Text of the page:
Dan Holler

When you consider this for standard operating procedure for the political and media elites, it should come as no surprise the vast majority of Americans are dissatisfied with Washington and the media.

It goes beyond just demeaning commentary, though.

The Washington Post reported this weekend’s White House Correspondents’ Association Dinner “will raise about $150,000 for journalism scholarships, according to the WHCA, a nonprofit group.” The piece then went on to report “some media organizations will drop as much as $200,000 each to entertain an elite list of guests” at after parties.

Ultimately, the money raised for scholarships is “small change.” The Post concludes “The real targets are a few hundred elite and influential guests. The parties help news organizations court would-be advertisers and reward existing ones by putting them in proximity to power and the Hollywood figures who will be transported and pampered at the media’s expense this weekend.”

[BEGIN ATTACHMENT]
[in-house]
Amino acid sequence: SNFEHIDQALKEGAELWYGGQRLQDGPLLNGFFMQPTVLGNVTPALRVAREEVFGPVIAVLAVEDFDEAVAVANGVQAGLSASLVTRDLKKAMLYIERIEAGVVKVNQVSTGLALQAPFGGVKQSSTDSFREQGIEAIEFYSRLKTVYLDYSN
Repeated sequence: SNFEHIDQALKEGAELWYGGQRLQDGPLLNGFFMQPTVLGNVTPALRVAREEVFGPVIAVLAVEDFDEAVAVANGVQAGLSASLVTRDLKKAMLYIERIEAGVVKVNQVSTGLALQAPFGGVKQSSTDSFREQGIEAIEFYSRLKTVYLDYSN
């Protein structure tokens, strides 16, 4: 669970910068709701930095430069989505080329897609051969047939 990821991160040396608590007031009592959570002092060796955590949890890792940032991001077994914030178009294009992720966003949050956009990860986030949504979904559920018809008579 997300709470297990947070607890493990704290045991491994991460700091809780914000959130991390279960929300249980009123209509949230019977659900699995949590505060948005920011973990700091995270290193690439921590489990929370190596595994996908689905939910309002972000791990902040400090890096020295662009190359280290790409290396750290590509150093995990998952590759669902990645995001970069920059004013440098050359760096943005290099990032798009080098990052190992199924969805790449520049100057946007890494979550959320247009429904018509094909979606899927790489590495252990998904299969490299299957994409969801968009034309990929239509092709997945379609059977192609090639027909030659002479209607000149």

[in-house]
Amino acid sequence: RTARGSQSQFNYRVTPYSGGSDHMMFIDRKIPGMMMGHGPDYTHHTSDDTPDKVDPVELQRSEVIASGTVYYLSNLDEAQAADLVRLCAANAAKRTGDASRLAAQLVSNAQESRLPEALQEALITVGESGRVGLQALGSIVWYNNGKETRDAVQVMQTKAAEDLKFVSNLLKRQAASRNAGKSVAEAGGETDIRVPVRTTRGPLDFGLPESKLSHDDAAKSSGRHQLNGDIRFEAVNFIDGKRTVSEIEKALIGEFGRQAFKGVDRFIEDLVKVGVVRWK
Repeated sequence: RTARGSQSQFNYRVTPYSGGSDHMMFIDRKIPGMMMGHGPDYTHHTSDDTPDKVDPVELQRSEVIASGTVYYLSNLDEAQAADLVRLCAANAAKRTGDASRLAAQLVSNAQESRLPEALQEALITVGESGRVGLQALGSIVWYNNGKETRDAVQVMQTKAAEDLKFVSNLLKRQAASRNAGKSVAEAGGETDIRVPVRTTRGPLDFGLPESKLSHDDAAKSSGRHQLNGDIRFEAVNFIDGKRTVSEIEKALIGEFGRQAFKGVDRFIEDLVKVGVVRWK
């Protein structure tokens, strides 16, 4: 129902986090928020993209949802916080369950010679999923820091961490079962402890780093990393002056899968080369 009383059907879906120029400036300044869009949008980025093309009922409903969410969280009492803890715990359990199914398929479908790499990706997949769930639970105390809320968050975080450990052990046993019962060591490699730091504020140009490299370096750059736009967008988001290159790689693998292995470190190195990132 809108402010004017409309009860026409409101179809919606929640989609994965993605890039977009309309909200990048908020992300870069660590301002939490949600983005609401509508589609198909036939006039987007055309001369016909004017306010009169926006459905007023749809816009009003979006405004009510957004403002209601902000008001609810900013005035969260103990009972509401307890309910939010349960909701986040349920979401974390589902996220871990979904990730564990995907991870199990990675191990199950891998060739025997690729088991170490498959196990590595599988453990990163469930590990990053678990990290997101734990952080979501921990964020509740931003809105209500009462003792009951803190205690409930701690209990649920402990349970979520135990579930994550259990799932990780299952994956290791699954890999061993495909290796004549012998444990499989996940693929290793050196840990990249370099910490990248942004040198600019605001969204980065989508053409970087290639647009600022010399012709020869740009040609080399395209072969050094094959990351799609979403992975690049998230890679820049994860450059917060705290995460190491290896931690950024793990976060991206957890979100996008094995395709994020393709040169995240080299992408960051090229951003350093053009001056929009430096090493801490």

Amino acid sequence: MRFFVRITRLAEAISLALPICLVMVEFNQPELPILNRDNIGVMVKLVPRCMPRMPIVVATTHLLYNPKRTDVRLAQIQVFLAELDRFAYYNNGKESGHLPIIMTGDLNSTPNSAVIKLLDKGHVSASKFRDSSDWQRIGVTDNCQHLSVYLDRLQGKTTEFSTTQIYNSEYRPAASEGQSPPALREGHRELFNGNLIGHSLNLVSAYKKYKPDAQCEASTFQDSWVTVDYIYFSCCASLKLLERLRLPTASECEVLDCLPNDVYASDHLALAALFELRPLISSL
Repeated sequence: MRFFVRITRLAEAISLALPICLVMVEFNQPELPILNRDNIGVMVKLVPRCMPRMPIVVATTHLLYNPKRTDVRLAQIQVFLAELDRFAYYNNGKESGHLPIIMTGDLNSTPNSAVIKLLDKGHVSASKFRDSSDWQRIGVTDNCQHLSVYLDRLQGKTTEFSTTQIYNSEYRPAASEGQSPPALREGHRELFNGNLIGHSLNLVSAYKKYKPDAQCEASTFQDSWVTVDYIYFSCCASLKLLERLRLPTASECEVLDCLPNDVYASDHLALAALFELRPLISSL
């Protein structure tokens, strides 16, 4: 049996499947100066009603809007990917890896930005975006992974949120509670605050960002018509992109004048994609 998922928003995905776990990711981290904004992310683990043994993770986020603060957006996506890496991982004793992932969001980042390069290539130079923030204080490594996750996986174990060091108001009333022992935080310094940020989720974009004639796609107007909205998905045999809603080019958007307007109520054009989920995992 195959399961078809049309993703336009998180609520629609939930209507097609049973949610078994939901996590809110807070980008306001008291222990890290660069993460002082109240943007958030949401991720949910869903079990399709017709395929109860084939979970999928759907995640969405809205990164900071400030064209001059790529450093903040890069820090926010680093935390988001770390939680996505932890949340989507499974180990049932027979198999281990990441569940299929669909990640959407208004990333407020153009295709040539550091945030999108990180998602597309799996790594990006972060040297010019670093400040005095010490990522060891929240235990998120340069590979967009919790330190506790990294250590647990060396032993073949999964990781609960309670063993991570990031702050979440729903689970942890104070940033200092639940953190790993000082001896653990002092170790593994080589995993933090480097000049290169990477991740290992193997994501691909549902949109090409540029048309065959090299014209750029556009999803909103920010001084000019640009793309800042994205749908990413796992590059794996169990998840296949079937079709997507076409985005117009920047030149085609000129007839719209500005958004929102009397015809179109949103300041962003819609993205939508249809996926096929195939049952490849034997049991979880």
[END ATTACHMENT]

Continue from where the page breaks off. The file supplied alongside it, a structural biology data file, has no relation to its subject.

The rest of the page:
Of all people, former NBC anchor Tom Brokaw has the self-awareness to realize this type of display is just “another separation between what [journalists are] supposed to be doing and what the people expect us to be doing.”

Whether talking heads are dismissing the beliefs and opinions of one segment of the country or engaging in a schmooze-a-palooza with another, there is no doubt a massive disconnect exists between the elites and the rest of America. And politicians, elected by a ridiculed constituency, should remember who they represent.


Dan Holler

Dan Holler is the Communications Director for Heritage Action for America. Previously, he held numerous positions at The Heritage Foundation, most recently he was the Senate Relations Deputy. A Maryland native, he is a graduate of Washington College.